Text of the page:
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Seasonal work visa for foreign farmworkers extended amid Brexit-induced staff shortages

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Answering the demands of professionals of the industry, the Government has decided to extend the seasonal farm work visa scheme until 2024. Should a foreigner be awarded the said visa, they would be allowed to come to the UK for a maximum of six months to work in different farming sectors, including horticulture.

As many as 30,000 visas will be available next year, with the potential to increase by a further 10,000.

This follows several complaints issued by the National Farmers’ Union (NFU), who claimed Brexit caused massive staff shortages in their field.

Most seasonal workers hired for harvesting ornamental crops or working in slaughterhouses are foreigners who accept the precariousness of the job and its low wages.

As many EU nationals left the UK due to Brexit on top of the pandemic, farmers ended up with much less staff than usual.

Professionals have had to throw away produce and cut back on production because of a lack of workforce.

In September, the National Pig Association said more than 70,000 pigs faced being destroyed because of staff shortages.

Following the extension of the seasonal work visa, Tom Bradshaw, president of the NFU, said in a statement: “This is positive news for the thousands of fruit, veg and flower growers that rely on essential seasonal workers to help pick, pack and grade our iconic fresh produce.

“These growers will be extremely relieved to have clarity over the future of the scheme for the next three years.

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“With labour shortages so rife across the entire food supply chain, we will continue to monitor the situation closely and continue to engage with the Government on the sector’s needs.”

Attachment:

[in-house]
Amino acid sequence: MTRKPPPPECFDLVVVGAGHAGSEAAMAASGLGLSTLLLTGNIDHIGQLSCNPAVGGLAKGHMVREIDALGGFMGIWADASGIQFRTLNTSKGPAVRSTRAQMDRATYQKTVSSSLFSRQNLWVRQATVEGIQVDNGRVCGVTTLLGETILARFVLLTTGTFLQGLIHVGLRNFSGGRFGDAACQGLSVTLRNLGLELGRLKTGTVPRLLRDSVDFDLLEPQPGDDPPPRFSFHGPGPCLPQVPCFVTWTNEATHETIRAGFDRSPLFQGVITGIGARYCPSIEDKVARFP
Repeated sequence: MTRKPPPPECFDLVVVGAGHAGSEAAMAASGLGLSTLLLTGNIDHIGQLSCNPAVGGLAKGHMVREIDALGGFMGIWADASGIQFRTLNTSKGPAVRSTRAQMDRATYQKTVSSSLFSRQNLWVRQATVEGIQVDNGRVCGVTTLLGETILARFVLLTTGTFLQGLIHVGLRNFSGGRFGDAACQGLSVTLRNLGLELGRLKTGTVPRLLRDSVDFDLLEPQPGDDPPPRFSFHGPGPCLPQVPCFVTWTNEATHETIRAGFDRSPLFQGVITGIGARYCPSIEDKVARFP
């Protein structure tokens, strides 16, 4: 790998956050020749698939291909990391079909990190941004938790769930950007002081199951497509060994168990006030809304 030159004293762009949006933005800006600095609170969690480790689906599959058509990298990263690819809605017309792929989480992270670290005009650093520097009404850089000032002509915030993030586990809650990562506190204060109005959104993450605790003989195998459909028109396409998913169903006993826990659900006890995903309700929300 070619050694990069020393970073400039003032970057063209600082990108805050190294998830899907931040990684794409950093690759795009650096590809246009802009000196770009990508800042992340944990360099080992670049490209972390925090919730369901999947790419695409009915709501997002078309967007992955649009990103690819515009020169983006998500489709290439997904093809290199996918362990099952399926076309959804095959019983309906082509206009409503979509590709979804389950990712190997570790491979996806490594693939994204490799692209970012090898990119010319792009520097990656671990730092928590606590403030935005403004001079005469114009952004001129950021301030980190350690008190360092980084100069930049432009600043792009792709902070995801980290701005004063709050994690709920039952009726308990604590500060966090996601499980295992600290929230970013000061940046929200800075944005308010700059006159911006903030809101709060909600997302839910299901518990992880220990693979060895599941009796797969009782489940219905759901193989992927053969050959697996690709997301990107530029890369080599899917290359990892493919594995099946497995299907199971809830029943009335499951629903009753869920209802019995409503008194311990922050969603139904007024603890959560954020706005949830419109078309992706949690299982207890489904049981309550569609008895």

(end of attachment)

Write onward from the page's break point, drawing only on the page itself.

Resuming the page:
The Government has explained in the past that Brexit should have pushed these industries to raise wages and make these occupations more attractive for British nationals.

Kevin Foster, Minister for Safe and Legal Migration, said: “The extension to the Seasonal Worker visa route strikes the right balance of supporting the industry while it transitions to employing and prioritising domestic workers.”

George Eustice, the Environment Secretary, said: “We had a seasonal worker scheme for agriculture from the time of the second world war and long before we joined the EU.

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“We recognise that agriculture has unique and seasonal requirements for labour at harvest and have listened to our world-leading fresh produce industry to understand their needs.”

The number of visas available will be kept under review and will taper down from 2023, the Home Office and Department for Environment, Food and Rural Affairs said.

The Government has demanded a plan from the sector to cut the reliance on foreign labour.



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